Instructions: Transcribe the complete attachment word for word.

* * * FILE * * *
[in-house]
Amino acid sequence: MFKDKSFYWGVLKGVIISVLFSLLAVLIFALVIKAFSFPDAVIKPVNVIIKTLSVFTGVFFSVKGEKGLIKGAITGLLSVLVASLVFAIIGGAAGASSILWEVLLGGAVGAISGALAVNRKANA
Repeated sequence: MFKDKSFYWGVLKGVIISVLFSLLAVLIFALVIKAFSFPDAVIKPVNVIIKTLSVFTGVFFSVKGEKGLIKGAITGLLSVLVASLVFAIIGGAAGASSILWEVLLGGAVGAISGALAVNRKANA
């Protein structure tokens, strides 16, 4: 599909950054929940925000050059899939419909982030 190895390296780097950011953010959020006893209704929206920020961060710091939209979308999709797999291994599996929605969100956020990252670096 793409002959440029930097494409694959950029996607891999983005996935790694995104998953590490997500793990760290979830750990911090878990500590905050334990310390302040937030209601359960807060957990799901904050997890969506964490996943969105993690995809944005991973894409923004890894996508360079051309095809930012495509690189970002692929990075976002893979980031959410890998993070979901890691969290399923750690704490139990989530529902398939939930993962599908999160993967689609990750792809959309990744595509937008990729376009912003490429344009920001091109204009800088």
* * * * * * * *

[in-house]
Amino acid sequence: MFKDKSFYWGVLKGVIISVLFSLLAVLIFALVIKAFSFPDAVIKPVNVIIKTLSVFTGVFFSVKGEKGLIKGAITGLLSVLVASLVFAIIGGAAGASSILWEVLLGGAVGAISGALAVNRKANA
Repeated sequence: MFKDKSFYWGVLKGVIISVLFSLLAVLIFALVIKAFSFPDAVIKPVNVIIKTLSVFTGVFFSVKGEKGLIKGAITGLLSVLVASLVFAIIGGAAGASSILWEVLLGGAVGAISGALAVNRKANA
């Protein structure tokens, strides 16, 4: 599909950054929940925000050059899939419909982030 190895390296780097950011953010959020006893209704929206920020961060710091939209979308999709797999291994599996929605969100956020990252670096 793409002959440029930097494409694959950029996607891999983005996935790694995104998953590490997500793990760290979830750990911090878990500590905050334990310390302040937030209601359960807060957990799901904050997890969506964490996943969105993690995809944005991973894409923004890894996508360079051309095809930012495509690189970002692929990075976002893979980031959410890998993070979901890691969290399923750690704490139990989530529902398939939930993962599908999160993967689609990750792809959309990744595509937008990729376009912003490429344009920001091109204009800088």